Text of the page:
Yesterday's Light

Images in Space and Time

Finally, the End

If you listen closely, you might be able to hear a loud, collective sigh of relief rolling across the countryside.  Tomorrow, it will finally be over.  No more stump speeches, no more mind-numbing negative ads, no more insanely obscene outlays of money to get our attention.  And I don’t even live in a “battleground” state.  The ads we get are mostly local ones.  Well, except for the congressional ads and in a sense they’re local as well.

Of course we may not know the presidential results right away.  For reasons that I don’t comprehend, it’s pretty close.  The odds certainly favor President Obama, but you never know.  His Ohio-Iowa-Wisconsin firewall seems to be holding, but it could still be a close call.  There won’t be any landslides this year.

If Obama does win, the Republican Party will likely wind up in an internal civil war.  The moderate wing of that party (or what’s left of it) will have to challenge the far right for supremacy.  If the moderates lose that fight, the next presidential cycle won’t be nearly as close.  Demographically, the United States is changing – rapidly.  By 2016 the current version of the Republican Party will have a significantly reduced chance of winning anything at the federal level.  For any chance at all, they’ll need to make their membership “tent” a lot bigger.  Which means a lot more minorities (especially Hispanics), women, and young people.  To do that, there will have to be some ideological changes as well.

In any case, tomorrow will be an interesting day (and night).  And of course I’m being facetious when I say that it will be “the end”.  In this country, politics never ends.  We just start all over again.  Within a week the talking heads will be discussing potential candidates for the 2016 election.  But at least the ads will be over.  That’ll be something, anyway.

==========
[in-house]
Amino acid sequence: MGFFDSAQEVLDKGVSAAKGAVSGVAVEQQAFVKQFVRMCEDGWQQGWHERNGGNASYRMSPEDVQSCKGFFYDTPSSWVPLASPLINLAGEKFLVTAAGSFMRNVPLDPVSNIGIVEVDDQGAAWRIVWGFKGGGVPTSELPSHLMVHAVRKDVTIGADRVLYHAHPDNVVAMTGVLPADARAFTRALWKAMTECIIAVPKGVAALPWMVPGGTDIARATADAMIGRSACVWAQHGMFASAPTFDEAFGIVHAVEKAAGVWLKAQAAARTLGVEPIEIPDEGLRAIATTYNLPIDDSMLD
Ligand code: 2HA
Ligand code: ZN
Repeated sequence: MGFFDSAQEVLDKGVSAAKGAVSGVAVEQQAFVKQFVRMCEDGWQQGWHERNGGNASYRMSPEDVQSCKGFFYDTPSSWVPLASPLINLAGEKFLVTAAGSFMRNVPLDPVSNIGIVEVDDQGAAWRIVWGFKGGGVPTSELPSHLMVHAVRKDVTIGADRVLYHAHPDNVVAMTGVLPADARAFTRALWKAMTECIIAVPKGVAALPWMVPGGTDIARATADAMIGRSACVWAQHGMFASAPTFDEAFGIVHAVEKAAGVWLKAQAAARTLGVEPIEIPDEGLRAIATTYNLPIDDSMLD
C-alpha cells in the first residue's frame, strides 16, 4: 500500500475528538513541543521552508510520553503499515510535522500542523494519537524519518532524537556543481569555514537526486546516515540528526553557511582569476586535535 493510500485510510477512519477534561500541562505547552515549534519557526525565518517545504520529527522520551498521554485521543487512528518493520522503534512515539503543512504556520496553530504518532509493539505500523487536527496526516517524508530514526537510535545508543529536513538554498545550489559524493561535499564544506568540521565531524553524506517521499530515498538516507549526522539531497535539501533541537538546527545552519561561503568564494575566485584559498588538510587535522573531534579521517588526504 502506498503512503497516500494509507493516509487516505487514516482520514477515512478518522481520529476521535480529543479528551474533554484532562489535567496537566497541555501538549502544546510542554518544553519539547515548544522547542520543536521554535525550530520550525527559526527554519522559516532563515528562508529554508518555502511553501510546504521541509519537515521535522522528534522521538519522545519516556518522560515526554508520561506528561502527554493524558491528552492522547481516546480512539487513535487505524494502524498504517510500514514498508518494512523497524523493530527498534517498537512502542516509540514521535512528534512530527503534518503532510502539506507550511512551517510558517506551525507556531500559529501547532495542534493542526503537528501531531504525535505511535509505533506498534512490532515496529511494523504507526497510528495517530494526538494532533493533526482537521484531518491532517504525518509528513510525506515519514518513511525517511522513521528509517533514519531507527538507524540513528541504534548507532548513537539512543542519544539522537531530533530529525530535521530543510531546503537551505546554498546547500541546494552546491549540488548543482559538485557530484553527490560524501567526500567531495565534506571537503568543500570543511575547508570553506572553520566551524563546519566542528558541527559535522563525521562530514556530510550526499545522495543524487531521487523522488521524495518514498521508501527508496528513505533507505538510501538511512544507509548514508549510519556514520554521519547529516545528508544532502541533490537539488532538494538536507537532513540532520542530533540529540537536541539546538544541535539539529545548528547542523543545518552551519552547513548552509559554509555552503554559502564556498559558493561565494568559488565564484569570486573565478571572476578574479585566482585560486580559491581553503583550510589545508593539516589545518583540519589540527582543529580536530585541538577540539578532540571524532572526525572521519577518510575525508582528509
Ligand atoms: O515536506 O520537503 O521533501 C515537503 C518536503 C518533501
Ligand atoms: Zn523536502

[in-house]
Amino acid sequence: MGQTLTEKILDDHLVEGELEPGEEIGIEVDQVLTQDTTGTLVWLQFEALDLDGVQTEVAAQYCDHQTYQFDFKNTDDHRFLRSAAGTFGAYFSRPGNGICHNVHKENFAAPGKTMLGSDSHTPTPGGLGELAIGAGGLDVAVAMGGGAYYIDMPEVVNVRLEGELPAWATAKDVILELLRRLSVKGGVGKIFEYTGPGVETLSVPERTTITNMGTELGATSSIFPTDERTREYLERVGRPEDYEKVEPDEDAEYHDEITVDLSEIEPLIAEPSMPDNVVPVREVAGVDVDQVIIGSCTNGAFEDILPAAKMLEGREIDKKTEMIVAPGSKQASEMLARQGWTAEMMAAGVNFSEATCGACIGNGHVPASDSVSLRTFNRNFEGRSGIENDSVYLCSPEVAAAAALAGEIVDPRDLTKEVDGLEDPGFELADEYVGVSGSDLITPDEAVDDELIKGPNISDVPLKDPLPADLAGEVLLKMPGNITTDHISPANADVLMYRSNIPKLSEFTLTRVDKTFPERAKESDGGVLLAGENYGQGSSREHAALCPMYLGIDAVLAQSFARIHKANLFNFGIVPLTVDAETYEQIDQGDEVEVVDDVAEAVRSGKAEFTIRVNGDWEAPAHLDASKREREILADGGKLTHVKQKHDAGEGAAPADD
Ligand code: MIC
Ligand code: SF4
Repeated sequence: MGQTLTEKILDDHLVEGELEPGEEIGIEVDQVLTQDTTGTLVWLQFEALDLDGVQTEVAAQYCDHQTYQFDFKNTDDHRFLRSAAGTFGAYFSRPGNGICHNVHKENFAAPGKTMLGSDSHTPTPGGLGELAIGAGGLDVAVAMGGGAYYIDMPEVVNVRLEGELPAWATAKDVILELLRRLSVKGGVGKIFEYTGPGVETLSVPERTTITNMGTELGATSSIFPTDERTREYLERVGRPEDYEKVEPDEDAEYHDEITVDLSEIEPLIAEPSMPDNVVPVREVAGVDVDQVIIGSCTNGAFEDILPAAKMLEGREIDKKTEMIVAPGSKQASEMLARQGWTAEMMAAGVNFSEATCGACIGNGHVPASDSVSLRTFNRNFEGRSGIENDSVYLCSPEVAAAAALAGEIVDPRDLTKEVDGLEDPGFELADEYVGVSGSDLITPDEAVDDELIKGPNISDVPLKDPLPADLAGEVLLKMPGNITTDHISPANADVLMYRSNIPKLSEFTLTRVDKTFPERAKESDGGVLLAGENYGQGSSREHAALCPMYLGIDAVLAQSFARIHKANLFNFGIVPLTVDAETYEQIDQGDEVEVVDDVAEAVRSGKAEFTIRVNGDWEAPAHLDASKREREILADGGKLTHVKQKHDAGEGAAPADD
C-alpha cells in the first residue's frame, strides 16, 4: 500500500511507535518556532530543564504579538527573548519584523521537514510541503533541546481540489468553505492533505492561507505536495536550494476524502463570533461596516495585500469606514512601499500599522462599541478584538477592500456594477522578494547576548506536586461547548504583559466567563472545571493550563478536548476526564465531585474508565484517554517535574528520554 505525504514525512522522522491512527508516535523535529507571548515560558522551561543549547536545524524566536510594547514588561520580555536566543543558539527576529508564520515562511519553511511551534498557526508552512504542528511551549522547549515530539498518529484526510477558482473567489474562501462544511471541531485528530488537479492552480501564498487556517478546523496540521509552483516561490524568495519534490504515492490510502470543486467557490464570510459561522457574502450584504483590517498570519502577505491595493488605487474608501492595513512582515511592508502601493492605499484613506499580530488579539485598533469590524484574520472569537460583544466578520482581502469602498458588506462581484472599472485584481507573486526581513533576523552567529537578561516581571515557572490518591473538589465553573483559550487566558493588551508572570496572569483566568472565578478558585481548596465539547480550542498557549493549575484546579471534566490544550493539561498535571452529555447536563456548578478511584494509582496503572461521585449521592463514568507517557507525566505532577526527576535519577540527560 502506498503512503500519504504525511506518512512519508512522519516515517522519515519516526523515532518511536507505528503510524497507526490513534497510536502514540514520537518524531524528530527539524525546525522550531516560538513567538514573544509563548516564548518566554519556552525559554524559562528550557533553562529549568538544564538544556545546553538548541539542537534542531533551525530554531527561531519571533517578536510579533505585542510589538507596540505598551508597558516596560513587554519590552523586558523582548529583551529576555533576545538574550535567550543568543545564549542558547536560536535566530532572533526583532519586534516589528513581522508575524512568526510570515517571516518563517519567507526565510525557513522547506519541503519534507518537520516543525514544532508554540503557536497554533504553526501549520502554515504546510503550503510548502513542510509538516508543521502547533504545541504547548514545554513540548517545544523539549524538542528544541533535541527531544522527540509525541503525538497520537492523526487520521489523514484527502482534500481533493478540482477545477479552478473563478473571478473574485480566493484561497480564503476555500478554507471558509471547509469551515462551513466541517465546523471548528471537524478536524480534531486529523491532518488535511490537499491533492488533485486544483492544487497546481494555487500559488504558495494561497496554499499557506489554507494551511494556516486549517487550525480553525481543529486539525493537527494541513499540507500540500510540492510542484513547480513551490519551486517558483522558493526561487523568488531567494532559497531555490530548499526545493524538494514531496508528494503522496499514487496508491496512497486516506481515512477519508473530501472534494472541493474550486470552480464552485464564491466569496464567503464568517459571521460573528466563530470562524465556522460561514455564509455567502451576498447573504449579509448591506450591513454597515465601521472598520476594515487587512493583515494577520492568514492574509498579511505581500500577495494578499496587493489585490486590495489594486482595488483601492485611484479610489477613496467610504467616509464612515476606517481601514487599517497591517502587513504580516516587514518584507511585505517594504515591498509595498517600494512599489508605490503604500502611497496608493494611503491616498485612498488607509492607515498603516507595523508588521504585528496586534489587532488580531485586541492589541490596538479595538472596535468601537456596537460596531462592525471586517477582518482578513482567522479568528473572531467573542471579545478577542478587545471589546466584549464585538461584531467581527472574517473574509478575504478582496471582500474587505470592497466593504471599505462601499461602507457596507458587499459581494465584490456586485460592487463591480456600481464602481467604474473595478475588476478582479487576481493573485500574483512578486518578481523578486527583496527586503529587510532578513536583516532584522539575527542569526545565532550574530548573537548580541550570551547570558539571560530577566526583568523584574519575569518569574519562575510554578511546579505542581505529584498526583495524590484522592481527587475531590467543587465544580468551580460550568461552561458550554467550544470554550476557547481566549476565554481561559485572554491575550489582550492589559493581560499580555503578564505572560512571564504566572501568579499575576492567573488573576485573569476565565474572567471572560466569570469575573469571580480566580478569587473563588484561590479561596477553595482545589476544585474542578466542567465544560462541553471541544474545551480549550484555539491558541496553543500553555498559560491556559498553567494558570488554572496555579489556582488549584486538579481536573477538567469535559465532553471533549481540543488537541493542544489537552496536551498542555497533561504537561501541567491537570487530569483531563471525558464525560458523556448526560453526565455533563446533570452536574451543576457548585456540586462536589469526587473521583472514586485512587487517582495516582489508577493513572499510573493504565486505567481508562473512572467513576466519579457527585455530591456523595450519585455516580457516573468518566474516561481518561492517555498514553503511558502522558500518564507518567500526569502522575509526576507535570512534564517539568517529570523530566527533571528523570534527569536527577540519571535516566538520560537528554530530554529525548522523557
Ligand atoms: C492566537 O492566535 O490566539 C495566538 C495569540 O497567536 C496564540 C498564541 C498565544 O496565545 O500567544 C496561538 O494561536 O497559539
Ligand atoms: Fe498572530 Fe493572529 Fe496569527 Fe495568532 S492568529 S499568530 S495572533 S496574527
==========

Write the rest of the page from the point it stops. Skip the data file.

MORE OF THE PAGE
If you’re a U. S. citizen, please go and vote.  While I’m a cynic most of the time, I do believe that this is one of the most important things we do as citizens.  If we don’t vote, then we’re letting other people make all the decisions.  Unless you’re a billionaire, your vote is the only leverage you have.  So please use it.


4 Responses to “Finally, the End”

  1. Earl

    The wife and I voted early a week ago. North Carolina is a battleground state and we were bombarded with almost non-stop presidential ads which as you stated were mostly negative. I can’t even tell you what most of them said as I mentally turned off as soon as they came on. I honestly have never felt more disenchanted with the whole dysfunctional political process then I have this year but at the same time I’ve never felt it was more important to vote then at this moment.

    I do like the darker blog theme, Paul. But of course as you noted on my blog I just went to lighter one. 🙂

    • Paul Maxim

      I’ll be a little surprised if Romney doesn’t win NC. If he does lose there, then I think the entire election may not be as close as a lot of people think it will be. And yes, a very important election. A number of things hang in the balance (healthcare, women’s rights, immigration reform, and of course potential Supreme Court nominations). Could be an interesting day, huh?

  2. James Weekes

    We were traveling for the last month before the election. We live in Florida, another battleground state, and had the same endless nasty ads. As we have seen since the election, they didn’t seem to work. I can see a very sweaty Karl Rove in front of the Koch brothers in my head.

    Anyway, we ran into some Aussies and they said that they always vote, the main reason being, that, if you don’t vote you get a big fine. A good way to dispel voter apathy!

    • Paul Maxim

      I’m guessing you were lucky to be “out-of-town” for that last month. Here in NY we saw very few presidential ads – not much point, I suppose, in a state as “blue” as this one.

      Interesting that you mention Australians. When we were in Page, AZ in October we met a very nice Australian woman who wanted to talk about American politics. She was a little hesitant because previous attempts to talk with Americans about the presidential election had been met with disinterest. She was very surprised that so many people here didn’t much care about it. Anyway, we had a good discussion. Turns out that she thought Mitt Romney was a little “weird”. Don’t know how she could have gotten that impression…………


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